The nearly ten-year wait over the the Air Force’s plan to spend $35 billion for new aerial fuel tankers is set to end tomorrow when the Pentagon announces whether Boeing or Airbus will be awarded the lucrative contract The New York Times reports.
The competition for the contract has been closely followed in aviation circles especially in the midst of a trade subsidies battle where both sides have argued that the other has received unfair government aid. Due to the size of the contract, tomorrow’s winner will certainly come under strong criticism from the loser with more allegations of unfair advantages.
Both companies have a lot at stake, especially since the contract for the planes, which are essentially flying gas cans, could later be extended to $100 billion even if military spending falls. But the competition also includes thousands of high-paying jobs, and whether they will end up at Boeing’s plants in Washington State and Kansas or in Alabama, where EADS would build a factory if it won.
Many analysts have predicted that the contract will be awarded to Airbus due to a more attractive proposal from the European aerospace company and the fact that Airbus was originally awarded the contract back in 2008 before an appeal by Boeing caused the Pentagon to re-examine the proposals (Airbus is offering a modified A330 while Boeing is offering its 767 for the tanker bid).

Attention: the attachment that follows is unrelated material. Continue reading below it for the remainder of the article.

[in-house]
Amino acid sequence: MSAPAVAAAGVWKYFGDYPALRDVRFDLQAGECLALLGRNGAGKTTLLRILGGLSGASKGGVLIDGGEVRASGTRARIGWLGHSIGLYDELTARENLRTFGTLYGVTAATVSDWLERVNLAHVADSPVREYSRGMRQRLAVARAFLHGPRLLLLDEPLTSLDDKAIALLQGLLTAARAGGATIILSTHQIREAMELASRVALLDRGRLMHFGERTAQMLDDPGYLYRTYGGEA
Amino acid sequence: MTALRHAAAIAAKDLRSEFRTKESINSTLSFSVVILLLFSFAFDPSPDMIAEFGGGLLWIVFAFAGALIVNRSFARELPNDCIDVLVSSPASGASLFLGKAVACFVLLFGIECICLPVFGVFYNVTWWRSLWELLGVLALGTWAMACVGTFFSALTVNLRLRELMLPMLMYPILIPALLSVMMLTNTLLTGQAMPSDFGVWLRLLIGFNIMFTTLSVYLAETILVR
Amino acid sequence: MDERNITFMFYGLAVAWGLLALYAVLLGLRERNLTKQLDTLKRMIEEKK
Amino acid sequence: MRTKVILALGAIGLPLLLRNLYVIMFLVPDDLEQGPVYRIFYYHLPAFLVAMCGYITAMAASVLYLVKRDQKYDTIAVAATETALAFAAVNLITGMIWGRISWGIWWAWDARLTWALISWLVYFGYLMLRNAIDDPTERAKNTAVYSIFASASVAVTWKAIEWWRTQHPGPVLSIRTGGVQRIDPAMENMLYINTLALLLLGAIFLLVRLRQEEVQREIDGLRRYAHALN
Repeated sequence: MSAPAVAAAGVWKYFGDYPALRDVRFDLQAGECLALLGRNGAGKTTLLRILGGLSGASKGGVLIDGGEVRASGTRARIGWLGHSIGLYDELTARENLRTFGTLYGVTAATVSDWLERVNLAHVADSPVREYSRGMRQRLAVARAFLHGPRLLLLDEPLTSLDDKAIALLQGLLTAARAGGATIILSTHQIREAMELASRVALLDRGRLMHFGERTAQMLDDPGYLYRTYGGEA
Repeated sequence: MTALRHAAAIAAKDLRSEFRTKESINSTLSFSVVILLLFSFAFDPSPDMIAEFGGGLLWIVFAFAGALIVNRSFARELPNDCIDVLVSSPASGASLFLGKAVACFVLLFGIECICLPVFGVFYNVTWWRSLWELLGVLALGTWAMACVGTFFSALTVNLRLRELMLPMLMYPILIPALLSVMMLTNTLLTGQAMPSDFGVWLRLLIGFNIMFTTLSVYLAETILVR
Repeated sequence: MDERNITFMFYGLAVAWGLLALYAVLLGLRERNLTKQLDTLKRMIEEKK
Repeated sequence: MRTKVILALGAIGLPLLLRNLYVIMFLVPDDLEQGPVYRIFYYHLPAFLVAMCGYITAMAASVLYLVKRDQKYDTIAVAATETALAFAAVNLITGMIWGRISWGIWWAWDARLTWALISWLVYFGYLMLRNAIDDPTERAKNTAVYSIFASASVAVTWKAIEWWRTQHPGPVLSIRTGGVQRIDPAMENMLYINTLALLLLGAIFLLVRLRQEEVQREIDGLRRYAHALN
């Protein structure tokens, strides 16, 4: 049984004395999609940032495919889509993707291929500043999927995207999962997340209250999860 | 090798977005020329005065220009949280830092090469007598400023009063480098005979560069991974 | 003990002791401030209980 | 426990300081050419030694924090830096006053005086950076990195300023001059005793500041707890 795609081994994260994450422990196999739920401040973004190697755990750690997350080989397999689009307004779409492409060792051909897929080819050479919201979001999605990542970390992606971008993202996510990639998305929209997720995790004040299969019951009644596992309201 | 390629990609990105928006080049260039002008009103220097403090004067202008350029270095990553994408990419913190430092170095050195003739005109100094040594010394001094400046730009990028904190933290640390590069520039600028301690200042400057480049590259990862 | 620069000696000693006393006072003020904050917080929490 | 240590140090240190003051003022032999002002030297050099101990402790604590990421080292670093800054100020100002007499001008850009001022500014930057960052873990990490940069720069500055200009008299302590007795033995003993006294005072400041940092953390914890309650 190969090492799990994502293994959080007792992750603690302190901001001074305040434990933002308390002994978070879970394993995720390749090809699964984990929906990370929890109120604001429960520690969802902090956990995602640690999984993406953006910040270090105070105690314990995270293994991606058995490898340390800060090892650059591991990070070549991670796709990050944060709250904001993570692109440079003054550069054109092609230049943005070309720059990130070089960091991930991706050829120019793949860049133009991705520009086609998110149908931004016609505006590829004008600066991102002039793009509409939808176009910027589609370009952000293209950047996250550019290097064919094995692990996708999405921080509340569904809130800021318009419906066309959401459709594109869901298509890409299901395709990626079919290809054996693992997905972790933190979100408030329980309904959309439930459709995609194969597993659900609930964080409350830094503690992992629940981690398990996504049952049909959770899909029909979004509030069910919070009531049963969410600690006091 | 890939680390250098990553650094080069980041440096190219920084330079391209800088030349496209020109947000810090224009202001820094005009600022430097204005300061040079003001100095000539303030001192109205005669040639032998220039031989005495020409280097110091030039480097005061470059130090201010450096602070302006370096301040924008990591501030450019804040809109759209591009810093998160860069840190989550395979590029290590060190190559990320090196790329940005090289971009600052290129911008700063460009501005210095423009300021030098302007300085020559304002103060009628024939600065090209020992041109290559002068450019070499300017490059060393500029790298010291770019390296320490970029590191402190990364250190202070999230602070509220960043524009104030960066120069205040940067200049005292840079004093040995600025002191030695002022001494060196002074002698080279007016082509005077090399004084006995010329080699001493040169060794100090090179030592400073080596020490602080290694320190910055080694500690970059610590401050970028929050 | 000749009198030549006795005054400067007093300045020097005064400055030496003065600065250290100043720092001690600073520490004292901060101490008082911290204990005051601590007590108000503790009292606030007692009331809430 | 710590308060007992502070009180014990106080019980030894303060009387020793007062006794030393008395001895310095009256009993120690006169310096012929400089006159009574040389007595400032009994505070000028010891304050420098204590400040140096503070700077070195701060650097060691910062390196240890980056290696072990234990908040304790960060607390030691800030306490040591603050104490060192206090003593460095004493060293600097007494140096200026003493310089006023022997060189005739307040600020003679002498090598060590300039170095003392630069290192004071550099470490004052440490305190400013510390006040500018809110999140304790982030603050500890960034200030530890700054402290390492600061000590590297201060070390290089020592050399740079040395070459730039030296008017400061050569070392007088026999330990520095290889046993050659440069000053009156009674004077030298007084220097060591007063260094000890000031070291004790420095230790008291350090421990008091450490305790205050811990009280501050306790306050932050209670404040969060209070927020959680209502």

A victory by EADS, parent company of Airbus, would symbolize a shift in the process of awarding military contracts which have traditionally gone to American corporations such as Boeing, Lockheed Martin and Northrop Grumman among others.
Boeing’s supporters acknowledge that they are worried. And if the Air Force picks EADS, that could revive concerns in Congress about putting a major military contract in the hands of a foreign company, though EADS says its North American subsidiary would eventually assemble much of each plane in Mobile.
Lawmakers who support Boeing contend that the Pentagon’s formula for judging the bids favors the larger European plane over Boeing’s smaller one. They also complain that EADS, which is partly owned by European nations, could use subsidies to underbid Boeing even though the EADS plane would normally cost at least 10 to 15 percent more to build.
Some analysts, including Teal Group’s Richard Aboulafia have predicted that the fierce nature of the competition over the contract may force the Pentagon to split the contract between Boeing and Airbus but due to the cost efficiency of using one aircraft for the entire fleet, such a split may be unlikely.
The winner will be announced Thursday afternoon and we will have analysis up shortly thereafter.